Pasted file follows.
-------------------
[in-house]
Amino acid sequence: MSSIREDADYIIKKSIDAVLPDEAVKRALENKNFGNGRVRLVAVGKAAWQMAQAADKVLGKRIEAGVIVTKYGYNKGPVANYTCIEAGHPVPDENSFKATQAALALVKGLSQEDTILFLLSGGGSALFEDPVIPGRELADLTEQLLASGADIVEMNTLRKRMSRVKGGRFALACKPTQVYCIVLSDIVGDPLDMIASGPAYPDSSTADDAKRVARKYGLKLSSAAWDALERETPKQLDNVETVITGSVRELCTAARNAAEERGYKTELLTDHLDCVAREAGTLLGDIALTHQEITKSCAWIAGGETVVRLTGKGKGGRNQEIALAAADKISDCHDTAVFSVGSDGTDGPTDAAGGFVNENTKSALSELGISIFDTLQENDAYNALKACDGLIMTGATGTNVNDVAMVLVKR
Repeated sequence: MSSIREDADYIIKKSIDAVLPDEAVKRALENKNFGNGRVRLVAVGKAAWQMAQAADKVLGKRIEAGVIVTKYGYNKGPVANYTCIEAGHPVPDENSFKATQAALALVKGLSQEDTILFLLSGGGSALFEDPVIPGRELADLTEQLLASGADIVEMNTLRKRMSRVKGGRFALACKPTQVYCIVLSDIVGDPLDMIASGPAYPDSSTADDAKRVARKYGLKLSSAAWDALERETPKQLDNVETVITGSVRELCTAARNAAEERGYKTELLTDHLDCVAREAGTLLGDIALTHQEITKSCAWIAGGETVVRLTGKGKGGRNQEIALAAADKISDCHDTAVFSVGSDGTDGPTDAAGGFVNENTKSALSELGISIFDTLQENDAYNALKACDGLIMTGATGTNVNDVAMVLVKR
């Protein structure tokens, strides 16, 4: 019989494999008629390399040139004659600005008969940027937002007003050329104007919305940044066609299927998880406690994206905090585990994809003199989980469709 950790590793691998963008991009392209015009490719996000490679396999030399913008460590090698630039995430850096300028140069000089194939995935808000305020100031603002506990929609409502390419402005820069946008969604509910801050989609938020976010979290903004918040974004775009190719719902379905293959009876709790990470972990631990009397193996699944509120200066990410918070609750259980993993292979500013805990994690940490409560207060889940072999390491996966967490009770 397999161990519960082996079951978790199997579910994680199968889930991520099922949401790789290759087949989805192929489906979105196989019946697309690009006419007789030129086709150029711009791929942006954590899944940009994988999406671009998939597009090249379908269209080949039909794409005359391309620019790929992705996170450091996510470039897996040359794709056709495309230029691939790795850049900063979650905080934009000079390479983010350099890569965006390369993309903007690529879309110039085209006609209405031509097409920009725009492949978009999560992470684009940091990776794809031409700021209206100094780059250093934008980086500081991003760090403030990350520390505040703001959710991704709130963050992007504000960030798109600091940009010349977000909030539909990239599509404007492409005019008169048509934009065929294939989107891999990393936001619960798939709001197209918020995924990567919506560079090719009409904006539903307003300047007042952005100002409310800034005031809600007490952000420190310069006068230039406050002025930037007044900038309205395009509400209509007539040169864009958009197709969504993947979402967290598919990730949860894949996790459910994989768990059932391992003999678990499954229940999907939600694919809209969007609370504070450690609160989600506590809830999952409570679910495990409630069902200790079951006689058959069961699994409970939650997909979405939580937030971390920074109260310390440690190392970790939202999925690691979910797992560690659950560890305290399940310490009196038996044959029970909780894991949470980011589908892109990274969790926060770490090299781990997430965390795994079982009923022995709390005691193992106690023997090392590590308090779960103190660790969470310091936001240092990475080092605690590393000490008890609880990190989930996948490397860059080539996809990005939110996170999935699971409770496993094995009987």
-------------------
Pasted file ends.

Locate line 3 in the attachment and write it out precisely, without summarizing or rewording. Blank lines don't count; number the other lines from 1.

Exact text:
Repeated sequence: MSSIREDADYIIKKSIDAVLPDEAVKRALENKNFGNGRVRLVAVGKAAWQMAQAADKVLGKRIEAGVIVTKYGYNKGPVANYTCIEAGHPVPDENSFKATQAALALVKGLSQEDTILFLLSGGGSALFEDPVIPGRELADLTEQLLASGADIVEMNTLRKRMSRVKGGRFALACKPTQVYCIVLSDIVGDPLDMIASGPAYPDSSTADDAKRVARKYGLKLSSAAWDALERETPKQLDNVETVITGSVRELCTAARNAAEERGYKTELLTDHLDCVAREAGTLLGDIALTHQEITKSCAWIAGGETVVRLTGKGKGGRNQEIALAAADKISDCHDTAVFSVGSDGTDGPTDAAGGFVNENTKSALSELGISIFDTLQENDAYNALKACDGLIMTGATGTNVNDVAMVLVKR